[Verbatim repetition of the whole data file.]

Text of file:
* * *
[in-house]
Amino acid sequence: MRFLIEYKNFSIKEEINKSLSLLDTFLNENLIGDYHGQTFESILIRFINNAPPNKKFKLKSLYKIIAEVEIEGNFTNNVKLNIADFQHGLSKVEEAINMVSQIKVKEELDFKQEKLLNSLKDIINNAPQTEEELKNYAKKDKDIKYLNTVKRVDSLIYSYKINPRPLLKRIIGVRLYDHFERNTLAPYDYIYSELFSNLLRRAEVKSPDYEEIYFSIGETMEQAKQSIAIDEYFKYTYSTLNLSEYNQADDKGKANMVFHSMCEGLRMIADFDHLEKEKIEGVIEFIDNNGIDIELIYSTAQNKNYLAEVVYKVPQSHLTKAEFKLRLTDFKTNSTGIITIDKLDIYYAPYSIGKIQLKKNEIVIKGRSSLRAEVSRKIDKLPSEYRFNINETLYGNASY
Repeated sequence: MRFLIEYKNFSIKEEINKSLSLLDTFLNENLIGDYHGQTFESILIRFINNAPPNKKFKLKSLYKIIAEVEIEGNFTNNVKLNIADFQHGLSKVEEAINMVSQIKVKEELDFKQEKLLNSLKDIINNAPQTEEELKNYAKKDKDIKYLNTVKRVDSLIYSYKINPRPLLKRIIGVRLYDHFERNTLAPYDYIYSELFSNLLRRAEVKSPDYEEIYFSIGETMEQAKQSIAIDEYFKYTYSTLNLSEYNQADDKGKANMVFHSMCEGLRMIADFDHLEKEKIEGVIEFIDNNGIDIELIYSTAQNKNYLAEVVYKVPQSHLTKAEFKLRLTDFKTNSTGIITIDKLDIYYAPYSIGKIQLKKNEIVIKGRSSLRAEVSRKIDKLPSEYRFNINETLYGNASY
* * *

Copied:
[in-house]
Amino acid sequence: MRFLIEYKNFSIKEEINKSLSLLDTFLNENLIGDYHGQTFESILIRFINNAPPNKKFKLKSLYKIIAEVEIEGNFTNNVKLNIADFQHGLSKVEEAINMVSQIKVKEELDFKQEKLLNSLKDIINNAPQTEEELKNYAKKDKDIKYLNTVKRVDSLIYSYKINPRPLLKRIIGVRLYDHFERNTLAPYDYIYSELFSNLLRRAEVKSPDYEEIYFSIGETMEQAKQSIAIDEYFKYTYSTLNLSEYNQADDKGKANMVFHSMCEGLRMIADFDHLEKEKIEGVIEFIDNNGIDIELIYSTAQNKNYLAEVVYKVPQSHLTKAEFKLRLTDFKTNSTGIITIDKLDIYYAPYSIGKIQLKKNEIVIKGRSSLRAEVSRKIDKLPSEYRFNINETLYGNASY
Repeated sequence: MRFLIEYKNFSIKEEINKSLSLLDTFLNENLIGDYHGQTFESILIRFINNAPPNKKFKLKSLYKIIAEVEIEGNFTNNVKLNIADFQHGLSKVEEAINMVSQIKVKEELDFKQEKLLNSLKDIINNAPQTEEELKNYAKKDKDIKYLNTVKRVDSLIYSYKINPRPLLKRIIGVRLYDHFERNTLAPYDYIYSELFSNLLRRAEVKSPDYEEIYFSIGETMEQAKQSIAIDEYFKYTYSTLNLSEYNQADDKGKANMVFHSMCEGLRMIADFDHLEKEKIEGVIEFIDNNGIDIELIYSTAQNKNYLAEVVYKVPQSHLTKAEFKLRLTDFKTNSTGIITIDKLDIYYAPYSIGKIQLKKNEIVIKGRSSLRAEVSRKIDKLPSEYRFNINETLYGNASY